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A new drug developed in New Zealand for the treatment of secondary progressive multiple sclerosis has been granted a patent in the United States.
The drug, called MIS416, was developed by biopharmacuetical company Innate Immunotherapeutics.
During a trial it resulted in 80 per cent of patients tested having a 30 per cent or greater improvement in at least one measure of MS-related clinical status.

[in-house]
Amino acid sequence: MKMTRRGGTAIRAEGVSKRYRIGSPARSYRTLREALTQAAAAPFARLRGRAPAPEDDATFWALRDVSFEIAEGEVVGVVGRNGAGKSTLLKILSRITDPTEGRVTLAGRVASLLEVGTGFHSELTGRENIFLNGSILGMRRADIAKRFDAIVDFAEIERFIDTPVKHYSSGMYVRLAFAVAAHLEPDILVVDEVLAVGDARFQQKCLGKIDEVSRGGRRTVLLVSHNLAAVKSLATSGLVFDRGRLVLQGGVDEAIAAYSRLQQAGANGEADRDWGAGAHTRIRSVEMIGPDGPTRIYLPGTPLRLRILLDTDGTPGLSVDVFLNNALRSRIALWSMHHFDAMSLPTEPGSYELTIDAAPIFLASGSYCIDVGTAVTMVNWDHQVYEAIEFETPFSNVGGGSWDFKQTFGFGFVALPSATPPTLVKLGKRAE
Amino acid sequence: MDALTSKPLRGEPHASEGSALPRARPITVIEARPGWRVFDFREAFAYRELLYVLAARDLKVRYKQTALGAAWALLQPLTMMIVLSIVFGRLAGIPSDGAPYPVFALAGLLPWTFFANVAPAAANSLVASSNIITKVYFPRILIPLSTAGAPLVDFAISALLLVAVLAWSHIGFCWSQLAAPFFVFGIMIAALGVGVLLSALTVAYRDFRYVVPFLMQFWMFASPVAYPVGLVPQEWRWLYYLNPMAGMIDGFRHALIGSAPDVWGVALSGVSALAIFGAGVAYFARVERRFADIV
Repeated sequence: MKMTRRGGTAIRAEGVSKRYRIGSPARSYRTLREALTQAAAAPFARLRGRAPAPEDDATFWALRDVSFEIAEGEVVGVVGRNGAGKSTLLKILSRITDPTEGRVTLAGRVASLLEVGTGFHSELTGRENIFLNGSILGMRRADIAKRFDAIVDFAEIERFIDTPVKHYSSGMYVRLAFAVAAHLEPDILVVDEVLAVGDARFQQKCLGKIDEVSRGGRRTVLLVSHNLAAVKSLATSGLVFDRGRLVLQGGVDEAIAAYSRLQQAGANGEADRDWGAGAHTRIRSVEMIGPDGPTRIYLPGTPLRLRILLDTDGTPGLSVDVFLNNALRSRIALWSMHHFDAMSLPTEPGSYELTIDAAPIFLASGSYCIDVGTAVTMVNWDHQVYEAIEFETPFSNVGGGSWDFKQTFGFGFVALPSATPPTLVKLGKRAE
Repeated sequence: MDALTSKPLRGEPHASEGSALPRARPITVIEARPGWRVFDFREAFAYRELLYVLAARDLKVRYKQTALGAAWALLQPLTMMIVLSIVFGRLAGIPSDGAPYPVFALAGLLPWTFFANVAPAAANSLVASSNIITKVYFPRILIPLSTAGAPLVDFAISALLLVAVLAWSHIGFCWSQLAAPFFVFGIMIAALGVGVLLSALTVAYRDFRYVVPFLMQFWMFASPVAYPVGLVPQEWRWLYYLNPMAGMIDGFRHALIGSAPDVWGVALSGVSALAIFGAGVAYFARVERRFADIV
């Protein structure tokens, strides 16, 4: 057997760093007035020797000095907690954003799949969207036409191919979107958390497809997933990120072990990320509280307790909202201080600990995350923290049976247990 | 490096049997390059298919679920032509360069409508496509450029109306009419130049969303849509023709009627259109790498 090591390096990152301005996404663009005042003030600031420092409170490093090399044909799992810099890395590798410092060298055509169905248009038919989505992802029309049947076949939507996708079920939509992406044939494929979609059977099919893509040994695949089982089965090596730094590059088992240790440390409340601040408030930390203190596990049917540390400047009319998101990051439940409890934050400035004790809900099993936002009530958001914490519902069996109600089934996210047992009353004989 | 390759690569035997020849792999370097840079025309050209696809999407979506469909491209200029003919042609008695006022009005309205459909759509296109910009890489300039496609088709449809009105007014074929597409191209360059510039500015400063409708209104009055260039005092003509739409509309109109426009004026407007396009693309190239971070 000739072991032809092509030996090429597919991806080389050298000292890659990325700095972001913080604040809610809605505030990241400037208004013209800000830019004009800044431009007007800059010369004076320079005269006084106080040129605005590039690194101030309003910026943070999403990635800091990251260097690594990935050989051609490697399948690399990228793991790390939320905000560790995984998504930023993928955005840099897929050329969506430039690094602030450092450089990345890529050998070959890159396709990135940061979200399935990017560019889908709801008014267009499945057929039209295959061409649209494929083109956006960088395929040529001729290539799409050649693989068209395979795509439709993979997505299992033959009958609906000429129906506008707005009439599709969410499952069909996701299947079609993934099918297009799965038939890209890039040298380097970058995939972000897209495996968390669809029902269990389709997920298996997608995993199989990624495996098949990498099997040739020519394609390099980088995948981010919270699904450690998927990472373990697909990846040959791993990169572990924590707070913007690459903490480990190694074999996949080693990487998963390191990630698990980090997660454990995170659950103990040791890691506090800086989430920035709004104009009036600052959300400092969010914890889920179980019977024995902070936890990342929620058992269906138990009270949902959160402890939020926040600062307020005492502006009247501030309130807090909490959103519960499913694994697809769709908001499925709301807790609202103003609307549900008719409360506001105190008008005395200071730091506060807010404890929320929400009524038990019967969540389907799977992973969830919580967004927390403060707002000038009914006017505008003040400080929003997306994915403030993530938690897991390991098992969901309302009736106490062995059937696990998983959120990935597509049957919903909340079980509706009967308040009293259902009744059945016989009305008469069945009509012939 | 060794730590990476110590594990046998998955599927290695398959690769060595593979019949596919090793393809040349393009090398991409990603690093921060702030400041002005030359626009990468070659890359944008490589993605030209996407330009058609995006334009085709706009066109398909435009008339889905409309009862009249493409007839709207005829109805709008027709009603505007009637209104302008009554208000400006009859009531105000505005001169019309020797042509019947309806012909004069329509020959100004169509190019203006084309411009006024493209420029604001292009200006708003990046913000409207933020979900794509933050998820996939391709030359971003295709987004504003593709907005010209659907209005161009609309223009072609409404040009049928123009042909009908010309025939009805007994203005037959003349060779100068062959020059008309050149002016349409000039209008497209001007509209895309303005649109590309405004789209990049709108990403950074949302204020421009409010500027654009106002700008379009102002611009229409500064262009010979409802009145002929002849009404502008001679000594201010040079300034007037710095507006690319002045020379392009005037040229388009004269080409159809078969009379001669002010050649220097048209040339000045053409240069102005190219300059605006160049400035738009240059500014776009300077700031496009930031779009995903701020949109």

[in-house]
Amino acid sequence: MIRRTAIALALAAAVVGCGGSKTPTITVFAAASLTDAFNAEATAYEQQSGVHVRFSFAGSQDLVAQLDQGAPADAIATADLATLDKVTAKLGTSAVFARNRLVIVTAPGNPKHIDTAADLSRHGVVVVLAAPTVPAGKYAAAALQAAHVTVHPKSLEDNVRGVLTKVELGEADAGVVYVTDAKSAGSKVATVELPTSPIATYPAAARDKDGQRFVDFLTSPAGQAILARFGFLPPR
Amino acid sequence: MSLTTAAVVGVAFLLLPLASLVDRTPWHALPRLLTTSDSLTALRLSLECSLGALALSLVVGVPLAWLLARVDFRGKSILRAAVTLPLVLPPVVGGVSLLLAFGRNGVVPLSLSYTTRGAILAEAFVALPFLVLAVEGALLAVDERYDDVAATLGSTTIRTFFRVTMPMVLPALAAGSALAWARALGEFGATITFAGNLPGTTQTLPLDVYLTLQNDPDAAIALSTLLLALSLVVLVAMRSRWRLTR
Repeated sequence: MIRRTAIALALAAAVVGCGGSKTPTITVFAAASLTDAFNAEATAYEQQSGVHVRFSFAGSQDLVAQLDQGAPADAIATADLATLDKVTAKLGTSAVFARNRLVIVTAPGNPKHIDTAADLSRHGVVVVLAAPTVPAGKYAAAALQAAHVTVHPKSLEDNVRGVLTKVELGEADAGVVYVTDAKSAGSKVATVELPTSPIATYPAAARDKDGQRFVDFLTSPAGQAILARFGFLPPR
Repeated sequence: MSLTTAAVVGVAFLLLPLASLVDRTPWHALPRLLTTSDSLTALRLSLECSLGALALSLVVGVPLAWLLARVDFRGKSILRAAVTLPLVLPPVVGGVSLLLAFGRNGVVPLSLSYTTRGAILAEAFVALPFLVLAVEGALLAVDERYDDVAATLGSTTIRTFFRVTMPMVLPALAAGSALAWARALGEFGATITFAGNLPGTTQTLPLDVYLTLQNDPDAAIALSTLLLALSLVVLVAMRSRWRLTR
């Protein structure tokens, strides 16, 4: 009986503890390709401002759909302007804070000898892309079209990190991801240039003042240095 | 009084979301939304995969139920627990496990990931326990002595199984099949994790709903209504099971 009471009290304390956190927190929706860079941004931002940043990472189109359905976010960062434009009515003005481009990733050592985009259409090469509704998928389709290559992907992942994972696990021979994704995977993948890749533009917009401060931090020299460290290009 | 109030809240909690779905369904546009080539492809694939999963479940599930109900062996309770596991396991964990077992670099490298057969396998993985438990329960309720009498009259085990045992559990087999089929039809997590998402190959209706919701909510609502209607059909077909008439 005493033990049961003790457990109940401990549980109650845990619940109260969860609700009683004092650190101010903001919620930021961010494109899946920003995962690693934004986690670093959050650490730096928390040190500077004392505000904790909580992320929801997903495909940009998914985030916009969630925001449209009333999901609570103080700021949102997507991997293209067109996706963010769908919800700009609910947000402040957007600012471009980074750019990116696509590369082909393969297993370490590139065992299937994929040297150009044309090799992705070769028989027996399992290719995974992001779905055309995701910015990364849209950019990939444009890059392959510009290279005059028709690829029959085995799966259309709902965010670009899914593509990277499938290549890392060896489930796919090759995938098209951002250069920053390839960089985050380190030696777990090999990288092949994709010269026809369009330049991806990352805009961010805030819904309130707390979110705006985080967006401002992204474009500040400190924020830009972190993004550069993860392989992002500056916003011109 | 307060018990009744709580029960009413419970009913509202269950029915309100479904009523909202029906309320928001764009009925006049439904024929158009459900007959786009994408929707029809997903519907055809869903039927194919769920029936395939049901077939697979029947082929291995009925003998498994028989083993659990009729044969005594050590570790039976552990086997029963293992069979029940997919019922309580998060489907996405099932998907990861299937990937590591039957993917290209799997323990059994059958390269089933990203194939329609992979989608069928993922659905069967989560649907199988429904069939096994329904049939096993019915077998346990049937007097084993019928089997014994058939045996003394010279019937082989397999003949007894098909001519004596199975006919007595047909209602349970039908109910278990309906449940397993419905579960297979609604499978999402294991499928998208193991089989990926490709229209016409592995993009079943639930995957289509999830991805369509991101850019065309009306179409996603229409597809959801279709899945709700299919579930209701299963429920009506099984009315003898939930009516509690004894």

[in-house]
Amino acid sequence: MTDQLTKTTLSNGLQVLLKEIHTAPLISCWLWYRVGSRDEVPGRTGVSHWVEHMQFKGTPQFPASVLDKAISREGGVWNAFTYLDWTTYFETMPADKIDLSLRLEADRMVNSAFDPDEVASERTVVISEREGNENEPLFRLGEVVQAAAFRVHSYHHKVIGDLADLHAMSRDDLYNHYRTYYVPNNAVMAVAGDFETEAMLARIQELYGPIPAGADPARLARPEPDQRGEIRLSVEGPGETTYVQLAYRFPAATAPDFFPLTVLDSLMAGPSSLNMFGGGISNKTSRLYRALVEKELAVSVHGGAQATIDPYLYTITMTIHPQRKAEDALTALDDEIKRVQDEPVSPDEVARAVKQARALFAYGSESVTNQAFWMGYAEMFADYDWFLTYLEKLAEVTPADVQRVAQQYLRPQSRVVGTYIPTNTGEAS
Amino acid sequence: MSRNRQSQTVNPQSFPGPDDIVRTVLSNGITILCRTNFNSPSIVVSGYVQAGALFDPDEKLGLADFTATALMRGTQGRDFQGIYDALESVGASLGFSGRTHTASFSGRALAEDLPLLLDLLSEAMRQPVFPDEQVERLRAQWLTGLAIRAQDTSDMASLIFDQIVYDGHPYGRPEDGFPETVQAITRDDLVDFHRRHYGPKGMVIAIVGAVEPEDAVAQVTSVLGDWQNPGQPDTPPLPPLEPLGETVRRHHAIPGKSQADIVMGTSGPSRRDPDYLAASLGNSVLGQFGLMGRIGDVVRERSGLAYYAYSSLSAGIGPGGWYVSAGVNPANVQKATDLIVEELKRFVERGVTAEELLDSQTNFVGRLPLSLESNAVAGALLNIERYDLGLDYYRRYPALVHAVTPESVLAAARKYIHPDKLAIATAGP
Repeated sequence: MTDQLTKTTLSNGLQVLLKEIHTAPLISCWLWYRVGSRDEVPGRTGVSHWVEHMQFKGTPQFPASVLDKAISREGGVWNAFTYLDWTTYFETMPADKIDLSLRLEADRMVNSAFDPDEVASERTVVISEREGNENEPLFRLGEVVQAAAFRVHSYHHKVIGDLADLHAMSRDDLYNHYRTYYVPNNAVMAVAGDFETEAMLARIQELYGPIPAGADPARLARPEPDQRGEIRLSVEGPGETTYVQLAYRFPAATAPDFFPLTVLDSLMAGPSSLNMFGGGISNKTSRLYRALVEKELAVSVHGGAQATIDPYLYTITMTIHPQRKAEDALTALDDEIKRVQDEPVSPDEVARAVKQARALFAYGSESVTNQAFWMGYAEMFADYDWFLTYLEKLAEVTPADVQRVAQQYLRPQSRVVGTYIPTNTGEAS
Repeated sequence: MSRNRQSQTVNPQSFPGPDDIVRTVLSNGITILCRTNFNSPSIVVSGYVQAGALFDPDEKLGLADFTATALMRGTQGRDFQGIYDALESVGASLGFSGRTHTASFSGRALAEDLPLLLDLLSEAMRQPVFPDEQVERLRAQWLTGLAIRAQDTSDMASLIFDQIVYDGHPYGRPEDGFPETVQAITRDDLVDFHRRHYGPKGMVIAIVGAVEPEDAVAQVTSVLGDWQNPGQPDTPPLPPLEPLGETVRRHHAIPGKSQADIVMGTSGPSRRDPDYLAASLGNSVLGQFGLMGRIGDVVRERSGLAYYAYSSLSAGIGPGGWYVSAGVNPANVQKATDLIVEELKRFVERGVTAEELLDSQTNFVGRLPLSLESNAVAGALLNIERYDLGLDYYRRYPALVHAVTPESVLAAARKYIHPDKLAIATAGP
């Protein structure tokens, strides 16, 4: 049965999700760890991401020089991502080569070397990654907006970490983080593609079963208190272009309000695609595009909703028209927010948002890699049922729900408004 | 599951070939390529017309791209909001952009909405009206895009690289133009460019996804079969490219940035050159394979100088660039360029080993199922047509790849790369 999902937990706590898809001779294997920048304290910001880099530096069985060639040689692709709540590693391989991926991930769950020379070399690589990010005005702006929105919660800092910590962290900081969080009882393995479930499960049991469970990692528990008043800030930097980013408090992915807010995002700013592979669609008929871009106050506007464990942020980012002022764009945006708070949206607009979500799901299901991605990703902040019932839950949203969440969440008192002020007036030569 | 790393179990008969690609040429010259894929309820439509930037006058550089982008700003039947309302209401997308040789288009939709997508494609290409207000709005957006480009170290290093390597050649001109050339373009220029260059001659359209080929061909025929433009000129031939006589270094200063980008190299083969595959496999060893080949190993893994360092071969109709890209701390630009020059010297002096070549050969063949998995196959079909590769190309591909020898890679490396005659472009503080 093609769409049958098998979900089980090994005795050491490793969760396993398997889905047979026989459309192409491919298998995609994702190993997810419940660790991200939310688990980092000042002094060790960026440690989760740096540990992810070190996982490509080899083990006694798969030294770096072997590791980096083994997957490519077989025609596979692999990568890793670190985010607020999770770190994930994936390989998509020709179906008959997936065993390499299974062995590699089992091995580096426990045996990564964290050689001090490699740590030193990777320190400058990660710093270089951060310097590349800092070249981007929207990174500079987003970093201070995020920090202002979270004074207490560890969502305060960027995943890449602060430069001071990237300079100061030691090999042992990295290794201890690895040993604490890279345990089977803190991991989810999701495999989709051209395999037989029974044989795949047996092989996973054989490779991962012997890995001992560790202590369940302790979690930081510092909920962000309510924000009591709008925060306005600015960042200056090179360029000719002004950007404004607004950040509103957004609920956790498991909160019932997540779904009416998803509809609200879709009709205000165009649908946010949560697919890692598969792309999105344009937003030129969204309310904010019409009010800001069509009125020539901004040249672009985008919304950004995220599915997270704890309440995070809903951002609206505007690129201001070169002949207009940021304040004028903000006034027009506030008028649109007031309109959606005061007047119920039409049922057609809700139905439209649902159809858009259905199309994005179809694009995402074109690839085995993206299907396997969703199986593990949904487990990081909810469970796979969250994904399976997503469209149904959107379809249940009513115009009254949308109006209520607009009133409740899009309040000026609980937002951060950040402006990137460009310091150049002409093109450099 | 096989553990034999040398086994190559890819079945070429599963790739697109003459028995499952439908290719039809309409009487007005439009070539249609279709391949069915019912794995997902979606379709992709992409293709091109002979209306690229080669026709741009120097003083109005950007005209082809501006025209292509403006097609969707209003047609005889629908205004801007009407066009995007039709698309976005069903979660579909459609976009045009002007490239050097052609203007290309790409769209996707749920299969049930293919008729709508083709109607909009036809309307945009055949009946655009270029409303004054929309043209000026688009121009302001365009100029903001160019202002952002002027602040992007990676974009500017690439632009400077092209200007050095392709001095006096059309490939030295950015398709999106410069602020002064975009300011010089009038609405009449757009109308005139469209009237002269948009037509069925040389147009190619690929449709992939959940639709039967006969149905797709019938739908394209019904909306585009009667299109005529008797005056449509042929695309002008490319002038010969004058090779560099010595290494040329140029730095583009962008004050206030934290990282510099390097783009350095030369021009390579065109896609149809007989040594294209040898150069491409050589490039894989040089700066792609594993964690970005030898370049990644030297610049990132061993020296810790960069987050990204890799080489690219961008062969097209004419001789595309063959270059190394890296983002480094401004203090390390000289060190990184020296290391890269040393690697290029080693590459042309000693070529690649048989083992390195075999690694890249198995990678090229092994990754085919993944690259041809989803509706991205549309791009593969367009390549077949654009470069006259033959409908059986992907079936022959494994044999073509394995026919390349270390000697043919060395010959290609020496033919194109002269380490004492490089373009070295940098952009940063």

The company's chief executive, Simon Wilkinson, said the US patent was a significant milestone because the US represents about 70 per cent of the worldwide MS market by revenue.
He said there were currently no drugs approved to effectively treat secondary progressive multiple sclerosis (SPMS).
Of the 15 patients who received six or more doses of MIS416, 13 reported modest to significant improvement in their health-related quality of life.
Of the seven patients who were on the treatment for 20 or more weeks, six reported sustained improvements.
Innate Immunotherapeutics had also filed patent applications in other major markets including Europe, the United Kingdom and Australia, Mr Wilkinson said.